How technology can prevent deaths in hot cars

For most parents, forgetting a child in the back seat of the car seems impossible.

But year after year, it happens.

A 2019 study by the Hospital for Sick Children found that, on average, one child dies each year in Canada because they were stuck in a hot vehicle. Usually, it’s because the driver forgot they were there.

Last week, tragedy struck a Greater Montreal suburb after a child was found dead in the back seat of a car on a hot day.

Incidents like this can be avoided, experts say, especially with the use of technology.

CTV News spoke with Denis Gingras, director of the Intelligent Vehicle Laboratory (LIV) at Université de Sherbrooke, who shared the benefits of this life-saving technology.


While not yet the norm for modern vehicles, built-in warning systems are an effective way to remind drivers to check the back seat before locking it, according to Gingras.

While the details vary, the basic idea is this: Open the back door to put the baby in the car seat. The alert system makes a note of it. You drive, you park. Get out of the car.

If the back door remains closed, an alarm sounds. You take the baby out of the car.

But considering the average lifespan of a car is between 10 and 15 years, many families won’t have access to this built-in technology for quite some time.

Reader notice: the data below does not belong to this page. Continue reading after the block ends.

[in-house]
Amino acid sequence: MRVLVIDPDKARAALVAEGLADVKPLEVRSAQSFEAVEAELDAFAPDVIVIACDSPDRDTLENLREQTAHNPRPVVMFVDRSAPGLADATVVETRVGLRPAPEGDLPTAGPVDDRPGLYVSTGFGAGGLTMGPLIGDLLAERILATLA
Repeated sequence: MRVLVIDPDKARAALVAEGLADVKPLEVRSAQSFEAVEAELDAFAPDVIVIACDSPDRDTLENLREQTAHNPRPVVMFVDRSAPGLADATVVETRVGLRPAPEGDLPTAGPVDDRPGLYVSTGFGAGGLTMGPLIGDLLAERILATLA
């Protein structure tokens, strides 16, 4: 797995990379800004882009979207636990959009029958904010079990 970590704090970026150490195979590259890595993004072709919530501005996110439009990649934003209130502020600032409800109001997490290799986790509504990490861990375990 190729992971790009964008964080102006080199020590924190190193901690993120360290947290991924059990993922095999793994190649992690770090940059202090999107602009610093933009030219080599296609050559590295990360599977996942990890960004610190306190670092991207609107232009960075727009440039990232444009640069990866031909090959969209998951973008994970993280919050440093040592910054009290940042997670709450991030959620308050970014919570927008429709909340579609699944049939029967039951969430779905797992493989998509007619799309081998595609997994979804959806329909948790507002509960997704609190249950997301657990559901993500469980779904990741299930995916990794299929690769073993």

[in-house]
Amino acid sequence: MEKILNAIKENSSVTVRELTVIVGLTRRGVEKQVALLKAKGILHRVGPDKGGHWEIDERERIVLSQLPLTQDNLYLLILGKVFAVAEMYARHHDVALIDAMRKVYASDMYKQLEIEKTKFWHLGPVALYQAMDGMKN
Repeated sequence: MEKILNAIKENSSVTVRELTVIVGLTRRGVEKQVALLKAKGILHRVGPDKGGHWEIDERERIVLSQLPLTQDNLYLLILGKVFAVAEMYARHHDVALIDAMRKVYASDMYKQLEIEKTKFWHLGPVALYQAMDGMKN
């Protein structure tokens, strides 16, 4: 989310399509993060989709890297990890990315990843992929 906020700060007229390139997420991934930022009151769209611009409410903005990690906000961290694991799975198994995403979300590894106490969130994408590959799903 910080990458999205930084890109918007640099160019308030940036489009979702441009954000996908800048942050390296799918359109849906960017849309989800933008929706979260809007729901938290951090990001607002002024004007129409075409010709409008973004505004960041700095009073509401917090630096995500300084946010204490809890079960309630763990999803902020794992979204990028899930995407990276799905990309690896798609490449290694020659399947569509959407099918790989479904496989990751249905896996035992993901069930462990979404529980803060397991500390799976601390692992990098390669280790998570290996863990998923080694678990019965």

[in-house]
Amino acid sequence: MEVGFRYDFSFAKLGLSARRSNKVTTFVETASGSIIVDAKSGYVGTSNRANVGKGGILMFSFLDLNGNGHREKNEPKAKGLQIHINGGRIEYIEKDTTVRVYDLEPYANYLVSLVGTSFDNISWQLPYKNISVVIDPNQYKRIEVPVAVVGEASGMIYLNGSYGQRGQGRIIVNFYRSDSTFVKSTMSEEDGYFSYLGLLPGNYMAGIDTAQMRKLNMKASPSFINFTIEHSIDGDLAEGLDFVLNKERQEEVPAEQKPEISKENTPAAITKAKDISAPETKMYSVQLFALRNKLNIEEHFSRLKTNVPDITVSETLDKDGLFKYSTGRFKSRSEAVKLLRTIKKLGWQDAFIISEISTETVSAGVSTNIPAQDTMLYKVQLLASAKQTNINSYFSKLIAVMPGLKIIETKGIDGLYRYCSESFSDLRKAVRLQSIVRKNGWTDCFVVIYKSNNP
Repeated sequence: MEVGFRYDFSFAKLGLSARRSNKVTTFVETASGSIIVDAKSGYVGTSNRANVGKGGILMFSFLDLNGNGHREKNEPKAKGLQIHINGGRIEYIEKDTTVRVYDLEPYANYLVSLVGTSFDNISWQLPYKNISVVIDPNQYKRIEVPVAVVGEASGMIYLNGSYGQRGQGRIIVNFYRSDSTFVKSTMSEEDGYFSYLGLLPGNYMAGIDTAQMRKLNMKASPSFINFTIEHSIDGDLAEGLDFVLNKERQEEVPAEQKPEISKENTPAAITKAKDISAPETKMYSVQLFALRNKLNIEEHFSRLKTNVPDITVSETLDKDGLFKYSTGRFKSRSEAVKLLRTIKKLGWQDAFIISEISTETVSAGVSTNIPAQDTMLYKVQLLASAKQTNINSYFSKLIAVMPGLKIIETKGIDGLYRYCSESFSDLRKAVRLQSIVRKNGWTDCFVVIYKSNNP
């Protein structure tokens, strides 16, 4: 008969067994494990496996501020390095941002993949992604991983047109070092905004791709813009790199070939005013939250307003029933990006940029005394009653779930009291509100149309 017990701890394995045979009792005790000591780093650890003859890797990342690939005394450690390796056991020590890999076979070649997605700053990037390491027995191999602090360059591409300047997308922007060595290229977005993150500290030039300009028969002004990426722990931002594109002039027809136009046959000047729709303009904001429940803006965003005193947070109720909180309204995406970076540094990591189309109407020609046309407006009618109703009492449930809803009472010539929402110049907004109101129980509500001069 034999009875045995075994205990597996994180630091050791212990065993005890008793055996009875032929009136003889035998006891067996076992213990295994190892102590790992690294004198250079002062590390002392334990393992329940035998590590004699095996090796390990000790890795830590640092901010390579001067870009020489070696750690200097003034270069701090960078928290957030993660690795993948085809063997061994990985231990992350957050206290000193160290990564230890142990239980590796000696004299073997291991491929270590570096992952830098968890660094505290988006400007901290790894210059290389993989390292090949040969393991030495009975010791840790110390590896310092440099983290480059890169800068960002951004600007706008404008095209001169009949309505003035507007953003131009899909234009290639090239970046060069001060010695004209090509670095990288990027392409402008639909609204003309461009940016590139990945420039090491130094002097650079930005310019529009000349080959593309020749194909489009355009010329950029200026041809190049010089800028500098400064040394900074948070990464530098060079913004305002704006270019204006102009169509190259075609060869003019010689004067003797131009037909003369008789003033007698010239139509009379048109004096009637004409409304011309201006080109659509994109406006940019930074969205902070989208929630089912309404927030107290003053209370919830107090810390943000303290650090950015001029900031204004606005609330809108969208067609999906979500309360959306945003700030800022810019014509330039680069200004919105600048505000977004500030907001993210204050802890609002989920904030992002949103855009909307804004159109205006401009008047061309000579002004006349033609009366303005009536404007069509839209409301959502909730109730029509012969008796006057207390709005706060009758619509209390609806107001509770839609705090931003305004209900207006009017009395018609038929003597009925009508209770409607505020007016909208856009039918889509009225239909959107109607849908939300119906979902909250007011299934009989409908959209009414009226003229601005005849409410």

“The technology in general is there. It’s just a matter of implementing it and making it available to the larger public,” Gingras said.

In the meantime, he recommends installing a commercial system.

“Perhaps we should consider, in the short term, aftermarkets, where independent companies and level companies could sell devices that could improve the vehicle if it is not already equipped with this kind of technology.”

A variety of these products have come on the market in recent years and can be found online.


Another potentially life-saving gadget is the car seat sensor.

This tool works by detecting whether a child is hooked or not. If the car is turned off but the presence of a child is detected, an alert is sent to the driver.

The sensor is built into the car seat or, like some rear seat alert systems, can be purchased separately.

Car seat sensors are relatively new, meaning they’re “more or less” reliable, Gingras said, but they’re certainly better than nothing.

“Even if we have some false alarms or we have a very small proportion of incidents that go undetected, at least if we can save the majority of babies.”

Expect technology and availability to evolve with demand

If “even one life” is saved, it is worth it.


Research has found that so-called ‘forgotten baby syndrome’ is particularly common when parents are getting used to a new routine.

The situation is only exacerbated by stress and lack of sleep, factors that most parents of young children are familiar with.

In 2021, a coroner’s report found that a Montreal father was tired and stressed when he left his six-month-old son in the car, leading to his untimely death.

To make matters worse, the baby had recently started a new daycare routine that his father wasn’t used to yet.

While changing the nature of stress and memory is difficult, driving the implementation of new technologies is within our reach, Gingras said.

“Legislators, government agencies should put more pressure on the car manufacturers and on the manufacturers of child seats,” he said.

“[We need to] getting these technologies into vehicles as soon as possible.”

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